CDG 60 – French Foreign Legion in Mexico, 1863
The January 2014 issue of Armchair General® presented the Combat Decision Game “French Foreign Legion in Mexico, 1863.” This CDG placed readers in the role of Captain Jean Danjou, commander of the French Foreign Legion’s 3d Company, 1st Battalion, which was part of an army that France’s Emperor Napoleon III sent to seize control of Mexico.
The Mexican republic, however, fiercely resisted this blatant aggression by the much stronger European power. Indeed, Mexican forces defeated the first French attempt to capture the capital, Mexico City, at the May 5, 1862, Battle of Puebla. Yet Napoleon III persevered in his campaign to conquer Mexico and sent troop reinforcements beginning in September.
On March 16, 1863, in another attempt to capture Mexico City, a French army began a siege of Puebla. However, it was operating at the end of a long and tenuous supply line extending through hostile Mexican countryside back to the main French base at Veracruz, on the Gulf of Mexico coast. To protect French supply convoys from attacks by Mexican army forces and guerrillas, French units were assigned sectors of the route to patrol and provide security.
On April 30, 1863, Danjou’s 3d Company was given responsibility for the Chiquihuite-Soledad section of the road in advance of an important convoy transporting much needed supplies to the French forces at Puebla. Early that morning when the legionnaires reached a point on the road east of the village of Camerone, they were suddenly confronted by a force of 800 Mexican army cavalrymen.
Danjou’s company repelled the initial enemy attack, which was launched by only 50 of the enemy cavalrymen. But as the Mexicans massed for another charge, the captain’s mission was to determine how best to defend against the much larger enemy force.
As Danjou considered his options, a second and much more powerful Mexican cavalry charge cut off and captured 16 of his legionnaires. He then quickly led his remaining 49 men to the walled farmstead, Hacienda de la Trinidad (CDG COURSE OF ACTION TWO: DEFEND AT THE HACIENDA). Enclosed on all four sides by thick, 10-foot-high walls and with only two entry gates that could be barricaded, the hacienda was, in effect, a natural fortress. Additionally, its size was such that it could be stoutly defended by Danjou’s small group of men.
After the legionnaires occupied the hacienda, the Mexican force was reinforced by regular infantrymen and irregular guerrillas, bringing its number to at least 2,000 attackers, and perhaps as many as 3,000. The Mexicans called upon Danjou to surrender, but he replied, “We have cartridges and we will surrender only when you have killed every one of us!”
Danjou’s defiant words proved prophetic; after repelling attacks all day, 3d Company’s legionnaires were all either dead or wounded and captured. Danjou was killed around noon, and Lieutenant Maudet took command until the final Mexican victory at approximately 6 p.m.
Yet 3d Company’s heroic sacrifice was not in vain. Engaged in attacking Danjou’s legionnaires, the Mexicans were unable to intercept the vital supply convoy, which made its way safely to Puebla.
Years later, Danjou’s prosthetic wooden hand came back into the possession of the French Foreign Legion. Every April 30, the Legion brings out the revered relic as part of its “Camerone Day” commemoration.
ACG judges based their selections for winning Reader Solutions and those receiving honorable mention on submissions that chose COURSE OF ACTION TWO: DEFEND AT THE HACIENDA or those whose explanations demonstrated a solid understanding of the key principles of a hasty defense. (See “After Action Report.”) This plan, which called for quickly occupying the formidable defenses of the walled farmstead, offered 3d Company its best chance to repel the much larger Mexican force’s attacks for as long as possible, while also inflicting the greatest number of enemy casualties. It allowed Danjou to keep his force concentrated, thereby assuring maximum sustained firepower, rapid redistribution of ammunition, and the ability to shift legionnaires to any point threatened by an enemy breakthrough.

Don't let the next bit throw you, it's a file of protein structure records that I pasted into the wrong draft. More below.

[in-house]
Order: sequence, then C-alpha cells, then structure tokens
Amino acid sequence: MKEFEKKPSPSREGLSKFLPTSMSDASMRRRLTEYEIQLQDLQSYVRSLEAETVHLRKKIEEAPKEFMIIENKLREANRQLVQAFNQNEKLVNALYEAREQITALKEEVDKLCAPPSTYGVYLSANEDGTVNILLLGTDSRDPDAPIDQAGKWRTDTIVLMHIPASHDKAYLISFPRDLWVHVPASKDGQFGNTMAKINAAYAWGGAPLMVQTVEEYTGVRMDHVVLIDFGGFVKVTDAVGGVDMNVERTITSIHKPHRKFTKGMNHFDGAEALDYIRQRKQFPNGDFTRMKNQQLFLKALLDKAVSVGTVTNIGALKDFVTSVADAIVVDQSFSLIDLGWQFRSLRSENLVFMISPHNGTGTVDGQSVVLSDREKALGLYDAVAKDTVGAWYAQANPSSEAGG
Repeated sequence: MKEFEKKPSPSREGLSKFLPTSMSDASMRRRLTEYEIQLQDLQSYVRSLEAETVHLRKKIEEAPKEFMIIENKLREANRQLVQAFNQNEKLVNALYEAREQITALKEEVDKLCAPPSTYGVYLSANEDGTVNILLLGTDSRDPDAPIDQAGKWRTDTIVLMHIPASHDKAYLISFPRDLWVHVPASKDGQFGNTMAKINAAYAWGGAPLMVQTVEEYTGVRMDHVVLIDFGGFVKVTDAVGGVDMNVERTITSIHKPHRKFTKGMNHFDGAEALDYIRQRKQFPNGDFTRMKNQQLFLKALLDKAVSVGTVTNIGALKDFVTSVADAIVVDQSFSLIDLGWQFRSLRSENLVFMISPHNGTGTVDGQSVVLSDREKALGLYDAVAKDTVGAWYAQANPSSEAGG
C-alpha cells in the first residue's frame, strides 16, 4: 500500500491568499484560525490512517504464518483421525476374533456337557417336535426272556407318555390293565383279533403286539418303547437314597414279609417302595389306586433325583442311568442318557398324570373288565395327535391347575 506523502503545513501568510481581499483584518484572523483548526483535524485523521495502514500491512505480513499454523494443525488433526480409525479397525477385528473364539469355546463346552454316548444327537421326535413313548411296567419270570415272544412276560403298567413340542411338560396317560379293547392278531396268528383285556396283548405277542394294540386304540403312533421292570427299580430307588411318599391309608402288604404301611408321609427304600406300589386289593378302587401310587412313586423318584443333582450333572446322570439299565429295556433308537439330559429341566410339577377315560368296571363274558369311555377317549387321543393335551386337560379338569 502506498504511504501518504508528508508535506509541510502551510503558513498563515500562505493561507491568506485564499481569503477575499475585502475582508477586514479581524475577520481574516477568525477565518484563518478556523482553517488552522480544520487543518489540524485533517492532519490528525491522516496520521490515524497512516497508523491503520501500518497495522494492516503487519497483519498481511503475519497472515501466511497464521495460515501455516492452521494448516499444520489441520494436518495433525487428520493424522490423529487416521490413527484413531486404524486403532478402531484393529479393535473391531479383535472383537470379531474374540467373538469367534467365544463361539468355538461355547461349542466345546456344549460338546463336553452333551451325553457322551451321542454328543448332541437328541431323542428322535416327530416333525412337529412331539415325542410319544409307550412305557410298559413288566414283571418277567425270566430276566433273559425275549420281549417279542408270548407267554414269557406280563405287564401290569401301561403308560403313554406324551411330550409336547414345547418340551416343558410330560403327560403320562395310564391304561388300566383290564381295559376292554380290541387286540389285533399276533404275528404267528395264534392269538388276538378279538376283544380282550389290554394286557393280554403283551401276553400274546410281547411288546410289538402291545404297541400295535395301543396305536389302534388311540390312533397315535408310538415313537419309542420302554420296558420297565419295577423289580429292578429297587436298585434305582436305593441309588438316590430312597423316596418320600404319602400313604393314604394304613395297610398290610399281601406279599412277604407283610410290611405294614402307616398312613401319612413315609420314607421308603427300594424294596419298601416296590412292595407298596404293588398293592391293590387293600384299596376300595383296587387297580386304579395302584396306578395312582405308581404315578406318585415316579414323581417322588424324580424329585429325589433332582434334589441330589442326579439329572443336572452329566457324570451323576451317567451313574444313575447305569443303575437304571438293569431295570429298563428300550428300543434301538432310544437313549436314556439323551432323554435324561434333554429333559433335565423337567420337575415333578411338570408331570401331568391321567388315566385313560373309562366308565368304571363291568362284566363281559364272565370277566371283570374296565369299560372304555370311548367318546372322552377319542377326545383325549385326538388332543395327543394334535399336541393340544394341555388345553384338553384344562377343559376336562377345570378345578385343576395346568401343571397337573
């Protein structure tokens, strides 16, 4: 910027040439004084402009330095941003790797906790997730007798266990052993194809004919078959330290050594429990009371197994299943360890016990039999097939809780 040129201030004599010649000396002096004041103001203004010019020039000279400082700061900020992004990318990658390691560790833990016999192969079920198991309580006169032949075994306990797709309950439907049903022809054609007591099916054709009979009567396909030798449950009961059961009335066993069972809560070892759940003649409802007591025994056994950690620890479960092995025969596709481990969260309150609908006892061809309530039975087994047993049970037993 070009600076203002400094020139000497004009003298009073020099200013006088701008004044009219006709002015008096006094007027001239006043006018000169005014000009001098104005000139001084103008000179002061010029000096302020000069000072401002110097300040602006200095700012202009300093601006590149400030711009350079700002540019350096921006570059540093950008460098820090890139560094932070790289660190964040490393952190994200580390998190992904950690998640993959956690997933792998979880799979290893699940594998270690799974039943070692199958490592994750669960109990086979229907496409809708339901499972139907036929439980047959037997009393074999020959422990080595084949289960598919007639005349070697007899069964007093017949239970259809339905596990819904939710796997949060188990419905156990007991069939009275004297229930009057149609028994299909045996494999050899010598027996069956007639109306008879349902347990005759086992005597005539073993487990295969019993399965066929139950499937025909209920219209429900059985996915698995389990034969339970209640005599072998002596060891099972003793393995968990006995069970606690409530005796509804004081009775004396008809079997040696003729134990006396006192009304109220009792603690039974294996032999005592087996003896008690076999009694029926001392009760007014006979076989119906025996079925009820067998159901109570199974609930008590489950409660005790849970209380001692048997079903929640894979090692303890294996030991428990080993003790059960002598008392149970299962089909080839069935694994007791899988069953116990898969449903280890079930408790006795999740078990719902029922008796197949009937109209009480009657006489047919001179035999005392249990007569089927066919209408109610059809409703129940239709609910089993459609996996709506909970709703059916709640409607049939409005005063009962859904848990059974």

COURSE OF ACTION ONE: DEFEND AT CAMERONE divided Danjou’s already heavily outnumbered company into several smaller sections among the town’s buildings, thereby fatally fragmenting his defense effort. His legionnaires would have been unable to concentrate their firepower and inflict significant casualties on the enemy, while the Mexicans could have massed against the company’s individual sections and overrun them one by one.
COURSE OF ACTION THREE: BREAK OUT CROSS-COUNTRY might have saved many of Danjou’s men from death or capture; however, that assumption is problematic since the legionnaires would have fled over completely unfamiliar terrain while being pursued by 100 Mexican guerrillas. Moreover, abandoning the supply road almost certainly would have dealt a serious blow to French operations since the Mexican force would have intercepted the vital supply convoy, thereby putting at risk the success of the French siege of Puebla.
AFTER ACTION REPORT
Key Points for a Hasty Defense
- REACT IMMEDIATELY. Respond at once to the enemy threat.
- ASSESS THE TACTICAL SITUATION. Quickly determine the size, strength and movement of the opposing force.
- ACT DECISIVELY. Promptly develop a course of action and implement it without delay.
- KEEP THE UNIT TOGETHER. Do not weaken the defensive effort by fragmenting the unit or dispersing the defenders.
- DEFEND FROM THE STRONGEST POSITION. Make the best use of terrain, cover and natural or man-made obstacles.
- INFLICT MAXIMUM ENEMY CASUALTIES. Concentrate all available firepower for as long as possible.